For her efforts on the Farrelly brothers’ “Hall Pass,” this veteran translator won a prize from the Association des Traducteurs/Adaptateurs de l’Audiovisuel, a French group of some 200 professional translators. (“I’m beginning to be specialized in that kind of adult comedy,” she said, sounding a little surprised.) More recently, she handled HBO’s “Silicon Valley” series and the English sequences in Mia Hansen-Love’s coming film, “Eden,” which is set in 1990s Paris and New York.
Specific milieus and cultural contexts are also a concern in translations. The programmer and critic Tony Rayns, who has collaborated with Jia Zhangke and Hou Hsiao-hsien, has worked in a variety of languages, including Cantonese, Korean and Thai, each with its own demands.
“It is, in my view, the most important to key the speech to the character, age and background of the character who’s speaking. It’s absurd to have an elderly gent speak teenage American slang,” Mr. Rayns said, recalling a late film by King Hu that he had to help salvage.
The subtitler’s job typically takes a week, though some get as little as three days; Ms. Pascale recalled one rush job for a festival in which she had just 24 hours. Pressures, time and otherwise, only look set to increase. A recent petition by Anglo Subtitlers in France, a group of English-language subtitlers of movies and TV shows, protested lower wages. For a feature film, the fee is 3 to 4 euros per subtitle (an average film might have about 1,300), and less for lower-budget films.
“There’s a glut of people now who are trained but can’t find enough work,” said John Miller, a British-born French-based translator. “That has forced the prices down” — to 1 euro a subtitle or worse — “because there are people who are prepared to work for next to nothing.” His concerns lay with both the financial squeeze on his profession and with maintaining standards for nuanced translation.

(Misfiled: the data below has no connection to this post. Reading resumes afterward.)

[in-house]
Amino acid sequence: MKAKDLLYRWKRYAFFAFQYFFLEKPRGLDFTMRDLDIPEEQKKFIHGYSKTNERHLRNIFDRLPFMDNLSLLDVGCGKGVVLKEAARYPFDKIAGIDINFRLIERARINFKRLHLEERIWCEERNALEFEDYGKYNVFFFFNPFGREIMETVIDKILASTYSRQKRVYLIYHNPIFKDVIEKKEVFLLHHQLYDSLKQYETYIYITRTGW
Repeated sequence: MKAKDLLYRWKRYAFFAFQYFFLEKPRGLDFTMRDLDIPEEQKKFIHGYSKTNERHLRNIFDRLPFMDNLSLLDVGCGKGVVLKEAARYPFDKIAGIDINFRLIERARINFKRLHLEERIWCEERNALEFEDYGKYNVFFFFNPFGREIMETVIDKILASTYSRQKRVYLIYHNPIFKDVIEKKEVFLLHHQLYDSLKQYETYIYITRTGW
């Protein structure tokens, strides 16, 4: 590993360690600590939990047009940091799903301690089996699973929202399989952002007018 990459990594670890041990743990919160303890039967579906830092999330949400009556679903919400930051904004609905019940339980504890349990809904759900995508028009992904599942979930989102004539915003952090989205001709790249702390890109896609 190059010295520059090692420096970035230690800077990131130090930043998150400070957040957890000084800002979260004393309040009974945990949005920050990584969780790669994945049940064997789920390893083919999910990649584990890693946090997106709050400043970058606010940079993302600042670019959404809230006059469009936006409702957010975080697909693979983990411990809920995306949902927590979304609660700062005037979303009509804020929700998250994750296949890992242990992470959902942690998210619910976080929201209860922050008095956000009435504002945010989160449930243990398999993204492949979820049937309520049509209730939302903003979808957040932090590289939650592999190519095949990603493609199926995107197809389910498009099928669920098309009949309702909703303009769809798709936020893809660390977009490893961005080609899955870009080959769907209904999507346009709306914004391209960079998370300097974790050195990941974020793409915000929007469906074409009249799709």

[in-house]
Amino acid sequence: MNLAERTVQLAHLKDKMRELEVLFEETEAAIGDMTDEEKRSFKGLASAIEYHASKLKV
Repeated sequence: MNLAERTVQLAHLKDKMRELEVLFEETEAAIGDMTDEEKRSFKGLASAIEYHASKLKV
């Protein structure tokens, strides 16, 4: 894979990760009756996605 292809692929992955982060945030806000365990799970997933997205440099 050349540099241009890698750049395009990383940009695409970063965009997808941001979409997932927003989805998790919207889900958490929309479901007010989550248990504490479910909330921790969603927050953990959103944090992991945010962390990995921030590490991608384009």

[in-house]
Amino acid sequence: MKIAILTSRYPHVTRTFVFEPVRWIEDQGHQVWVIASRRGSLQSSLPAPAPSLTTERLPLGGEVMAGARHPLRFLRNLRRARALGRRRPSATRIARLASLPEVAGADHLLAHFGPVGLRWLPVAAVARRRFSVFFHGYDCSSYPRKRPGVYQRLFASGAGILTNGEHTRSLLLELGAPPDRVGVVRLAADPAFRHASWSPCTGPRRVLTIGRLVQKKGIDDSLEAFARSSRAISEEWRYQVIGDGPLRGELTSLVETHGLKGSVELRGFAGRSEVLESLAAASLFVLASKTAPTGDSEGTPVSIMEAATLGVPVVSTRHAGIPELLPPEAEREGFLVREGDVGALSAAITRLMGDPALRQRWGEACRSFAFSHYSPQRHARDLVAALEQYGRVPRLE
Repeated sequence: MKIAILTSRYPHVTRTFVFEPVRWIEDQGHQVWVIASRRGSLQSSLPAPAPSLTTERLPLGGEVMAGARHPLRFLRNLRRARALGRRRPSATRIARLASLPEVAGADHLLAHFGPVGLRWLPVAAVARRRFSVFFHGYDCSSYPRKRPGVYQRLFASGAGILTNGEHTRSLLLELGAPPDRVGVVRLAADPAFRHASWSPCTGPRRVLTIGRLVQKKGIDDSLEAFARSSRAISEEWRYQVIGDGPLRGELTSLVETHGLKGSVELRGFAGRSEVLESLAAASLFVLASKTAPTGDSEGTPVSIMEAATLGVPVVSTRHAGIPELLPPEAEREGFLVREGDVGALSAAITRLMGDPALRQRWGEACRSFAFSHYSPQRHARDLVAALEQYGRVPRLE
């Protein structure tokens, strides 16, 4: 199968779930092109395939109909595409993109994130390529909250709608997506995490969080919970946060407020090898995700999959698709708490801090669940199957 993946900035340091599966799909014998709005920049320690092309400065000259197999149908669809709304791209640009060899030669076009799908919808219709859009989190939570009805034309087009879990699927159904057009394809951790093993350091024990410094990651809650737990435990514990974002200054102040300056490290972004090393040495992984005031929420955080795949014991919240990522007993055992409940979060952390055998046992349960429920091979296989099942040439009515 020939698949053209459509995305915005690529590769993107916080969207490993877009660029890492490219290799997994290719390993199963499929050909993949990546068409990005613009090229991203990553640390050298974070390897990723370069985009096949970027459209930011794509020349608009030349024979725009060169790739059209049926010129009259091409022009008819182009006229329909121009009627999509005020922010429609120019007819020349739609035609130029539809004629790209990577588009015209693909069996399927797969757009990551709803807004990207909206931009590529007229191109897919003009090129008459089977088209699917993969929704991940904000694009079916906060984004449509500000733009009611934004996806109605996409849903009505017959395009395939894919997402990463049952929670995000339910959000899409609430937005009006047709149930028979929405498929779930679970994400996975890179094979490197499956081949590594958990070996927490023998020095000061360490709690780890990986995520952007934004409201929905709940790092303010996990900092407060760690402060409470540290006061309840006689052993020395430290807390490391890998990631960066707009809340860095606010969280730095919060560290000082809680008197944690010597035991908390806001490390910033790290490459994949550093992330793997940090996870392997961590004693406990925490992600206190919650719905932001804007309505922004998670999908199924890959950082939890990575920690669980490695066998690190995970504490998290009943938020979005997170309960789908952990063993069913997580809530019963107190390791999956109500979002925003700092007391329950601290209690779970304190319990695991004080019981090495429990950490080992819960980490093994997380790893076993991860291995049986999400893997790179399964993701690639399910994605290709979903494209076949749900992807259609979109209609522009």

Translating scripts for filmmakers and screenwriters before production is a common sideline, and closer collaborations with directors also occur. The Iranian translator Massoumeh Lahidji has worked with Abbas Kiarostami as an interpreter at screenings, a translator of subtitles, and even an adviser at the script stage.
The lasting importance of subtitles hits home with revivals of older films. Revising the translation can be a vital part of a restoration. In a demonstration of how priorities can change form one era to the next, many older repertory classics would skip racy language, or simply skip as much as possible to minimize text.
Bruce Goldstein, repertory programmer at Film Forum, has worked with Mr. Borger on scores of translation projects. In many cases, revamped subtitles can make a film newly intelligible, and therefore come that much closer to what the filmmaker intended.
Mr. Goldstein chuckled over a recent restoration of the Japanese classic “Godzilla.” That was particularly difficult, he said, in part because of the scientific jargon but also because of the hapless, sometimes short-lived victims: “For one thing, their sentences never end.”